When the innocence is lost

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The truth is I didn’t want to write this column. Not after the tragic events that took place on Monday, April 15, 2013. Every news outlet had continuous coverage of the Boston Marathon bombings, showing the footage on repeat and sharing the photos of chaos. It’s hard to avoid it, especially when the Marathon route practically goes through campus.

I had another piece written, but it just didn’t feel appropriate to publish a column not relating to what happened on Marathon Monday. As the Sports Editor of “The 1851 Chronicle,” I have an obligation to cover the most important, interesting, and, in this case unfortunately, tragic events. But a part of me feels as if I’m not fulfilling my expectations, as I don’t want to write. I don’t want to believe this happened. It’s not as if violent acts haven’t occurred in previous sporting events. During the 1972 Olympic games in Munich, Black September, a Palestinian militant group, killed 11 athletes of the Israeli team in a 16-hour hostage crisis. Competition at the Olympic Stadium was suspended afterwards.

At the 1996 Games in Atlanta, a bomb was planted at the Centennial Olympic Park. The explosion killed two people and injured more than 100.

Maybe I’m shaken up because Boston, the city I call home, was affected by this disgusting act. Maybe it’s the personal stories I constantly hear. Maybe it’s because I have several friends who live in Boston. Maybe it’s because my brother left the finish line only 15 minutes before the explosion.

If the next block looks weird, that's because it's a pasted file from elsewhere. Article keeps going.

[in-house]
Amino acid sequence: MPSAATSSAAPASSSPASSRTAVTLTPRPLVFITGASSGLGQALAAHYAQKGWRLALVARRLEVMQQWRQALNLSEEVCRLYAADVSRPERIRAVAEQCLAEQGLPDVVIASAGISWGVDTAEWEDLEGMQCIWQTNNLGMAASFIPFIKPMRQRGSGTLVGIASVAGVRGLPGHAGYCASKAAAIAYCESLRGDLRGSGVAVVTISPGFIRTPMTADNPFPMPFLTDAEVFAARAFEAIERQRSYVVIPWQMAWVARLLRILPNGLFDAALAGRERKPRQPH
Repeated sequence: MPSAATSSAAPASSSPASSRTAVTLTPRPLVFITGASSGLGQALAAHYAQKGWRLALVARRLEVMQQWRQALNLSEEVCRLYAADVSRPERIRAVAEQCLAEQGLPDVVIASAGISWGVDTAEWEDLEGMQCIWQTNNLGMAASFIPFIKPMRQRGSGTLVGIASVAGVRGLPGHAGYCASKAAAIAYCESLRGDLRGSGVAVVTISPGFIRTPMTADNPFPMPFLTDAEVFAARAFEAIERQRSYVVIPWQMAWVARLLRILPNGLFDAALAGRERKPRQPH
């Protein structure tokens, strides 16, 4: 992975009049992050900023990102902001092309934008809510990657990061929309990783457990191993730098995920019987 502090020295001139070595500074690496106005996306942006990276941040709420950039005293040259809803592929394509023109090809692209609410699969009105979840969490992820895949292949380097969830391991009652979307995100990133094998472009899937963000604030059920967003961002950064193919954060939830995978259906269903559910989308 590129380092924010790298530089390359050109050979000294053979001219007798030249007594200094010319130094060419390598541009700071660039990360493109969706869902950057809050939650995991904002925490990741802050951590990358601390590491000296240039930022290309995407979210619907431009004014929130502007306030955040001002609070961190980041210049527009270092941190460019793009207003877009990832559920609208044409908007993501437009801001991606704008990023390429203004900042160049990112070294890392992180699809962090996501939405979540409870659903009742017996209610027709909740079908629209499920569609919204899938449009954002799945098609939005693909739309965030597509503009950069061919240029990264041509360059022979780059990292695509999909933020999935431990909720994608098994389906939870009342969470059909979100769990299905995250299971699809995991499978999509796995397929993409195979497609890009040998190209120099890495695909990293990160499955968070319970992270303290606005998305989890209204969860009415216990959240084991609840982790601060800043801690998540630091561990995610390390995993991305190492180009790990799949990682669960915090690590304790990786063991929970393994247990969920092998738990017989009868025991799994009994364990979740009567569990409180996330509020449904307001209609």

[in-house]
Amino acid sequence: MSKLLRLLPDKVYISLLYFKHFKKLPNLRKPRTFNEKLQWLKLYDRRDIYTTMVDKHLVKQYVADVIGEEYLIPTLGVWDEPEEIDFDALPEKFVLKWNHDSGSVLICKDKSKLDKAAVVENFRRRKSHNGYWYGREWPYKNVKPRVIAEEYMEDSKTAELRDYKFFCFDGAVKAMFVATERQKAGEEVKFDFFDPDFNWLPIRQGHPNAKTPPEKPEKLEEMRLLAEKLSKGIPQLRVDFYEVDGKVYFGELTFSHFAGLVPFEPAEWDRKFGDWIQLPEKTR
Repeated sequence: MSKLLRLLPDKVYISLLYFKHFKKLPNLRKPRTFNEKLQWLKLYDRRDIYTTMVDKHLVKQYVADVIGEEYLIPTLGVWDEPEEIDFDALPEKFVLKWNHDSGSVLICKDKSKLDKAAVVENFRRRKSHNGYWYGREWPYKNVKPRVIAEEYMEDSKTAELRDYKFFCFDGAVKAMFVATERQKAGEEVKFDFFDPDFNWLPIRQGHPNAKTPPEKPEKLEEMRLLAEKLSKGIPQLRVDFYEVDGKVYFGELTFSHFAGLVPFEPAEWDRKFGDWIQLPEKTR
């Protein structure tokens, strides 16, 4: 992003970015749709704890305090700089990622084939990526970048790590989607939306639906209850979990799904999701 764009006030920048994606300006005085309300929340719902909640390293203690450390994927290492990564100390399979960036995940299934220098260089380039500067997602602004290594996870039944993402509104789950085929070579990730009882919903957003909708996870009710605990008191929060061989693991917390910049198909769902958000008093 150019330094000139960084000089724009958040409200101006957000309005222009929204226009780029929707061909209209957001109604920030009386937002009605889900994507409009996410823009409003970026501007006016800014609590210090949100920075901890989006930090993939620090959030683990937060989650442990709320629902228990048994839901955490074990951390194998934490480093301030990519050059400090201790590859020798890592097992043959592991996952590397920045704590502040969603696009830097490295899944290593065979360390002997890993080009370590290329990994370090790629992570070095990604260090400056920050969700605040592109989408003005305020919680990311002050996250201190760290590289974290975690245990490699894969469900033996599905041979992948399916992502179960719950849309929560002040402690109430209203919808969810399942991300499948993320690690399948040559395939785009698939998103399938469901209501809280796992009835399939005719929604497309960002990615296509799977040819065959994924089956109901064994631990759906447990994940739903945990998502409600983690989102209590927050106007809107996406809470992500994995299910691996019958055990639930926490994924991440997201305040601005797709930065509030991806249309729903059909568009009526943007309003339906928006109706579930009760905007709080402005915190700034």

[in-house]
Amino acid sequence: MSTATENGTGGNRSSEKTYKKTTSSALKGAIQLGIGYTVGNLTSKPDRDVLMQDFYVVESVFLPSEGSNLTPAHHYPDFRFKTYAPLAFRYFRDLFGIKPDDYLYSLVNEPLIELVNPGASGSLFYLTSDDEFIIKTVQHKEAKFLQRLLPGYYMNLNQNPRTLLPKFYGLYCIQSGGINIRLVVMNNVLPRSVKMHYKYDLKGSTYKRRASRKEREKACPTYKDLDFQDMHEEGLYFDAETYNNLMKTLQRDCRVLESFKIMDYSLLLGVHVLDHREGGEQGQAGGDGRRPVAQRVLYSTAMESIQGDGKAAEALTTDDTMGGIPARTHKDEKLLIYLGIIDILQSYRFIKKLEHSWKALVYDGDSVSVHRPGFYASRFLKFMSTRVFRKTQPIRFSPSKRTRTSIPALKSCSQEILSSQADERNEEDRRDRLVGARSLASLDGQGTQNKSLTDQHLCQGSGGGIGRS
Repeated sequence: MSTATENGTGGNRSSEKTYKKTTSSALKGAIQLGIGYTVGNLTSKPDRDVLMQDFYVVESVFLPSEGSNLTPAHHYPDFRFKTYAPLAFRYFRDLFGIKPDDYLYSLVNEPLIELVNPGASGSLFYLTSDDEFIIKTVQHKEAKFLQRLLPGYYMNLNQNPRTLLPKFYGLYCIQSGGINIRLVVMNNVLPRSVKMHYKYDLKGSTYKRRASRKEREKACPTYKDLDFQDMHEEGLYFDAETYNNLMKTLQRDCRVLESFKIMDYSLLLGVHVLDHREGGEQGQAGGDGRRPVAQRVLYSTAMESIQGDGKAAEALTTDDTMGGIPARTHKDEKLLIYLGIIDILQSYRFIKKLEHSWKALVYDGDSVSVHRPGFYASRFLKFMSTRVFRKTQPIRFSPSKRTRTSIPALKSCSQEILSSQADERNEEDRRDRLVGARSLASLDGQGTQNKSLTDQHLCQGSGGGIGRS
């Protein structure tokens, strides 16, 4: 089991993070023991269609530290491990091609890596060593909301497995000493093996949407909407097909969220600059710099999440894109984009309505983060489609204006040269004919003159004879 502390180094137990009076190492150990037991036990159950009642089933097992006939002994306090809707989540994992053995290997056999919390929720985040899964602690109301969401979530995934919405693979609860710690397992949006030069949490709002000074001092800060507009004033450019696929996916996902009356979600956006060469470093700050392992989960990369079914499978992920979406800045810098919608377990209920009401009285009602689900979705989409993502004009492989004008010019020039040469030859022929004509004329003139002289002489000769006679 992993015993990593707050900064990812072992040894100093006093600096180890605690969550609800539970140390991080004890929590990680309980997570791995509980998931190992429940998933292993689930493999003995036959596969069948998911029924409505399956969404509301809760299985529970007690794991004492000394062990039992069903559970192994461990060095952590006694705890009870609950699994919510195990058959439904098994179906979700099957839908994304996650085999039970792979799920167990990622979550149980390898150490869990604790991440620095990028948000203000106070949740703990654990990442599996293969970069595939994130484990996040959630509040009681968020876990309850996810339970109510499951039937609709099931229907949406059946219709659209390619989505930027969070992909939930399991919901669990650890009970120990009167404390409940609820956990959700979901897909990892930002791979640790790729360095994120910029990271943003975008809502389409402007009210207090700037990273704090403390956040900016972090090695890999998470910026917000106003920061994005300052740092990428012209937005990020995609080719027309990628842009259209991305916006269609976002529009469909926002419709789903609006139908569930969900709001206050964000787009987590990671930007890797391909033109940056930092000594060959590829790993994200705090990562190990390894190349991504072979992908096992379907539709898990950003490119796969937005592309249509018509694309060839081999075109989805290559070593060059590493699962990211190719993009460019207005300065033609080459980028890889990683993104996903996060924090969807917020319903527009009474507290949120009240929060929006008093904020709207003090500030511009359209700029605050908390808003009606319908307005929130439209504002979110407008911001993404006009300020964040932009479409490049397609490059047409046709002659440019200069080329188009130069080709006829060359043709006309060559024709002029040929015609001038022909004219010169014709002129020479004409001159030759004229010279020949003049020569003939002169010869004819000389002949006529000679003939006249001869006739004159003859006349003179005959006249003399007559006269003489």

The 117th running of the Boston Marathon started as an ordinary spring day. There was no reason to believe anything bad would happen. For the runners the goal was to finish, as fatigue and dehydration were the threats. For the spectators, the goal was to have a great time. The worst imaginable situation for those watching would have been a hangover by early afternoon. At 2:50 p.m. on hour four of the race, the goals became universal: safety and survival.

Sports have the power to be an escape from work, stress, conflict, and all of the terrible happenings in life. To many people, sports are a religion, as the stadium serves as its church. To simply put it, sports are meant to be a safe haven. If sports are the religion, then Marathon Monday is the holy holiday (second behind the Super Bowl, of course). But what happens when the church is attacked, where do we go? What do we do in the midst of chaos? Writing this column has been one of the harder things I’ve done with “The 1851 Chronicle.” The worst stories I should write should focus on losing games, not losing lives.

The most prominent image I’ll remember from April 15, 2013 won’t be the runners, college students, or festivities of Marathon Monday. It’ll be the man with both his legs blown off being transported from the finish line of the 117th Boston Marathon.

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